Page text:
Strong work ethics -- just plain common sense?

So what makes "common sense" so common?  It's the good sense that you were born with -- right?  But who says so? Did you know that it's rude for a guest to wear their shoes inside when visiting someone's home in Japan?  Well everyone in Japan knows. On your next trip to eco-friendly Sweden how long would it take you realize that you are expected to bring your own reusable shopping bag to the grocery store? 

For many of us, when we were  very young we learned our ideas about  work from the people and circumstances we grew up in and around.  Work was a foreign and mysterious place inhabited by grown ups while we went to school.  Observing the daily discipline of my parents getting up and going to work each day, sick or well, rain or shine, shaped my earliest ideas about what it meant to have a job. If I hadn't observed their routine and heard their conversations about day-to-day life in that other world away from home where they spent 8 hours a day, what would I have come to believe on my own? I mean, there's really nothing natural about feeling compelled to get out of your sick bed to go to work when you'd honestly feel better staying at home. How about resisting your best friend's temptation to bail out of going to work on a sunny summer Saturday morning?  Unnatural!  What's most common in all of us is the preference to do what's comfortable and enjoyable given the choice.  Human nature -- that's what we're all born with.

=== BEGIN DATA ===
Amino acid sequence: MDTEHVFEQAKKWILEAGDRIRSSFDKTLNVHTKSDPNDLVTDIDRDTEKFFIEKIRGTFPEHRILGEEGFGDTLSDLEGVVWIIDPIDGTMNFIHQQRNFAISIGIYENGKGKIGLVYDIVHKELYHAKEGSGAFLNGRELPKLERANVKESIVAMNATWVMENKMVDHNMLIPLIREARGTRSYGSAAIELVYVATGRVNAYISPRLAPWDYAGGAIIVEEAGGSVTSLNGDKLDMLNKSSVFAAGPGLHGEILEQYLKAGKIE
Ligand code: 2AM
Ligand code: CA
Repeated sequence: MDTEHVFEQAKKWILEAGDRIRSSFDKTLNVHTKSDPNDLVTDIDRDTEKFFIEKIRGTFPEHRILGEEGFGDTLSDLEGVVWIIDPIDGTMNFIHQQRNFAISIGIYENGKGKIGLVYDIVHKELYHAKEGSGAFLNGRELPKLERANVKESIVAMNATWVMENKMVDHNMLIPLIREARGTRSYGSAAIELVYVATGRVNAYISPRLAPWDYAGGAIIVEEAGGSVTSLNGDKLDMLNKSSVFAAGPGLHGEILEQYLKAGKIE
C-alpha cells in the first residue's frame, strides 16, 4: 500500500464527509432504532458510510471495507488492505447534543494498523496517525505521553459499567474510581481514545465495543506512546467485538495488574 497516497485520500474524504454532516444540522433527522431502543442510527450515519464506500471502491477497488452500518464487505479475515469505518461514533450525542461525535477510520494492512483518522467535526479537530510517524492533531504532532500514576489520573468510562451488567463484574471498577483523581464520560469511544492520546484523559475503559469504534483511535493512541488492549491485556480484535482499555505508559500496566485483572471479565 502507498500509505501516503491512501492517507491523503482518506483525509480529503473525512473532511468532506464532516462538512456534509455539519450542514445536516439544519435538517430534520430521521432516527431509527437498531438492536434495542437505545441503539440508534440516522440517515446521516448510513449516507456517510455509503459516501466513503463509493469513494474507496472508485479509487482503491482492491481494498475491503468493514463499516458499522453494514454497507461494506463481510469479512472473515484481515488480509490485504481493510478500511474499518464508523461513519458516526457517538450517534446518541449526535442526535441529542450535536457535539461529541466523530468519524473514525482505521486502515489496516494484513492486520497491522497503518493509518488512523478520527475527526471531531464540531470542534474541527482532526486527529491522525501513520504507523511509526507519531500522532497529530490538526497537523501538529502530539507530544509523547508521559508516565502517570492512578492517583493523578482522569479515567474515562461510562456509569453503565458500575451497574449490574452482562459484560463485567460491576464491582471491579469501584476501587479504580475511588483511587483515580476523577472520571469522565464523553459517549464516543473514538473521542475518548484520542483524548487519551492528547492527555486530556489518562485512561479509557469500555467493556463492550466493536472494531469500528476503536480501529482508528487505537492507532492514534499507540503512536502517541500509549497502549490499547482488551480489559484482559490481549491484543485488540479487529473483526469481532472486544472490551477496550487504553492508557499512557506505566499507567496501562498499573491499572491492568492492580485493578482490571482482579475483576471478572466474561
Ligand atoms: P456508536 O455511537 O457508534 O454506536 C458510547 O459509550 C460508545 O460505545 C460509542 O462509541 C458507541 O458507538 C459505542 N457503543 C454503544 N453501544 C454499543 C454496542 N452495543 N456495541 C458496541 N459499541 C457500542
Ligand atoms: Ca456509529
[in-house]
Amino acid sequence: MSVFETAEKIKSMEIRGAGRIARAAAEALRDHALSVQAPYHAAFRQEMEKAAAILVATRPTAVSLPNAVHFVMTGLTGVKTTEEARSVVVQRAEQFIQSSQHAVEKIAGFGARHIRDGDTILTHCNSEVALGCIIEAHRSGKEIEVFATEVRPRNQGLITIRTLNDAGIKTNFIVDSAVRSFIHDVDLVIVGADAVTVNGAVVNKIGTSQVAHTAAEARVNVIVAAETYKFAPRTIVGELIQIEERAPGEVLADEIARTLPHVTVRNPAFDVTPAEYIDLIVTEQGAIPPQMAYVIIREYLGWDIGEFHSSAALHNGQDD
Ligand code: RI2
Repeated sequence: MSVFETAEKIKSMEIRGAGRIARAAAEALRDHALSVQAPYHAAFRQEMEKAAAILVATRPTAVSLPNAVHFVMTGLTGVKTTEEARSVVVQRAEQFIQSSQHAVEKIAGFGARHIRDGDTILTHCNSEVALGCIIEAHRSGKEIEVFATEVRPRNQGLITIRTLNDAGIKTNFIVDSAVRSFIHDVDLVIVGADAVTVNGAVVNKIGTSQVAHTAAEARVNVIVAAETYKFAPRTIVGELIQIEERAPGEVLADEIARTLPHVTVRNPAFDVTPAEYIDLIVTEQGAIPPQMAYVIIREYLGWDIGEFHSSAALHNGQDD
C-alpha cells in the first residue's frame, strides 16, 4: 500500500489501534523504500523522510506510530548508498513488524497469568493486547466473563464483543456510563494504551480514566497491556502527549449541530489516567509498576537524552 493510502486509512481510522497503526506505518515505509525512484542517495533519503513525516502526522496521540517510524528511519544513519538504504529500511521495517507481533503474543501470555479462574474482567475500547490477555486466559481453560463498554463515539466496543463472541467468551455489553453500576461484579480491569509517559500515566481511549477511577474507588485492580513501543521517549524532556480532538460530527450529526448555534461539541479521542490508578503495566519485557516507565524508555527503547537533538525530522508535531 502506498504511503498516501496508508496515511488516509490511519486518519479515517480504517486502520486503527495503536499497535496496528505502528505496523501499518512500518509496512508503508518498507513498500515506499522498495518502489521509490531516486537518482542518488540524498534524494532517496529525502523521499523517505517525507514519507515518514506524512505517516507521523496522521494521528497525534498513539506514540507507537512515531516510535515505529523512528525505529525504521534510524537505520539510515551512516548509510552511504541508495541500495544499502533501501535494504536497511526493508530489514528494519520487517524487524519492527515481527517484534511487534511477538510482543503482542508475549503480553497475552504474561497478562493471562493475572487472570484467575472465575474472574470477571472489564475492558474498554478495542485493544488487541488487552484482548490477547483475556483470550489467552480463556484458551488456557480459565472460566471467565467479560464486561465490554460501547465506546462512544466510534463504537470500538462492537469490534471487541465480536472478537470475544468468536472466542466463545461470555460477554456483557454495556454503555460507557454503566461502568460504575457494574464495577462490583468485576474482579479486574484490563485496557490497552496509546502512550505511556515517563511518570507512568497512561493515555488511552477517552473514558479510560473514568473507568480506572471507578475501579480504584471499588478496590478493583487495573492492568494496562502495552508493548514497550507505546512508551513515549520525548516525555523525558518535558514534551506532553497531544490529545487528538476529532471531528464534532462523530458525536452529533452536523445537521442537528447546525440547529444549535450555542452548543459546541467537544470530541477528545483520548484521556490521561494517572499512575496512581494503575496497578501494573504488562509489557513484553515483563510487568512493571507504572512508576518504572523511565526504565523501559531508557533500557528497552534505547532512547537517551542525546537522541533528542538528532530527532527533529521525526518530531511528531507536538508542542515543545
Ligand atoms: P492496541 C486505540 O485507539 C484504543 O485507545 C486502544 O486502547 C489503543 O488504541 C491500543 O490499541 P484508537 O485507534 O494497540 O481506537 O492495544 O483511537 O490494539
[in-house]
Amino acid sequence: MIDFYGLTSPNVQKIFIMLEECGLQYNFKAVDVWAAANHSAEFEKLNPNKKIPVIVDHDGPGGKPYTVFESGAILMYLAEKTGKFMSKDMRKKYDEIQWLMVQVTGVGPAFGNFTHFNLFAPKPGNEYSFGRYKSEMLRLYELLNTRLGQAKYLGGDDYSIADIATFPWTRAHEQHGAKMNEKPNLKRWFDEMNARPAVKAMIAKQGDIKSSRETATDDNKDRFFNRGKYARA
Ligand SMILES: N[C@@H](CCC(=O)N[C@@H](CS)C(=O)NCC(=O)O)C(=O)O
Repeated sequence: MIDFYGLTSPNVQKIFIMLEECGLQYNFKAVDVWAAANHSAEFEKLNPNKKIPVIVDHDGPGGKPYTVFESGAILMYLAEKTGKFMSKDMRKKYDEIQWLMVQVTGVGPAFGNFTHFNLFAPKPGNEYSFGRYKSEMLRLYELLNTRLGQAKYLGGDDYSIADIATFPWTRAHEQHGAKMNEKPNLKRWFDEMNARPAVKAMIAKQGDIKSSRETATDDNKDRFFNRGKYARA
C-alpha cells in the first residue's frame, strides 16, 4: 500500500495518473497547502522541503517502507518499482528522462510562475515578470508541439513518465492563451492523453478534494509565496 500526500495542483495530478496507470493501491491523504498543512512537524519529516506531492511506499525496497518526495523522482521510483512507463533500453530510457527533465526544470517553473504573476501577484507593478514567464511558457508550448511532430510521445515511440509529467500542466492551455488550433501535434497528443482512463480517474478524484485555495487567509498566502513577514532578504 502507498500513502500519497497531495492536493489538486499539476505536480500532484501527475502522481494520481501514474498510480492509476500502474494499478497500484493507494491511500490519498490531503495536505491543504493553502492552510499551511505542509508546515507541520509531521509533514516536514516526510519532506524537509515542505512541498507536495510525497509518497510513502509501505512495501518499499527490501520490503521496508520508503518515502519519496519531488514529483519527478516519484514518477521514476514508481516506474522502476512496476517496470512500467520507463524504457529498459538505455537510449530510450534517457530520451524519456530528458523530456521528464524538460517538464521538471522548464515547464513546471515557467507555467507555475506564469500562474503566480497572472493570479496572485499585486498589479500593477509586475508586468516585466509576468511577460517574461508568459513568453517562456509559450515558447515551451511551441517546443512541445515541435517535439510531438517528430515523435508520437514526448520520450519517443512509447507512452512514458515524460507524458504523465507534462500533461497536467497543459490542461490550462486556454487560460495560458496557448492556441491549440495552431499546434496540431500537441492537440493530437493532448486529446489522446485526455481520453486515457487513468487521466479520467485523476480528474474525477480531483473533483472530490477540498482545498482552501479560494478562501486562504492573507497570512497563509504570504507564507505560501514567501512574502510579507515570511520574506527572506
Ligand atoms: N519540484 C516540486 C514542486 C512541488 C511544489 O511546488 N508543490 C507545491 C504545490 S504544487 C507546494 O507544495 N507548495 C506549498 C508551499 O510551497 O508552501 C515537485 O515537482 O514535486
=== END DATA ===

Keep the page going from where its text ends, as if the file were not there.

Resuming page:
My parents' instruction and example demonstrated so many lessons, spoken and unspoken, that school  work and real work had far less to do with how comfortable it was at the time, than what I planned to get out of it in the long-run.  They weren't born knowing this. No one is.  They had learned it all from their role models, the language and cultures of the places they had worked and from life in general.  Today those lessons vary greatly among different generations, households, neighborhoods, geographic regions and other ways in which people differ. Fortunately, there is often more than one way to learn any good lesson.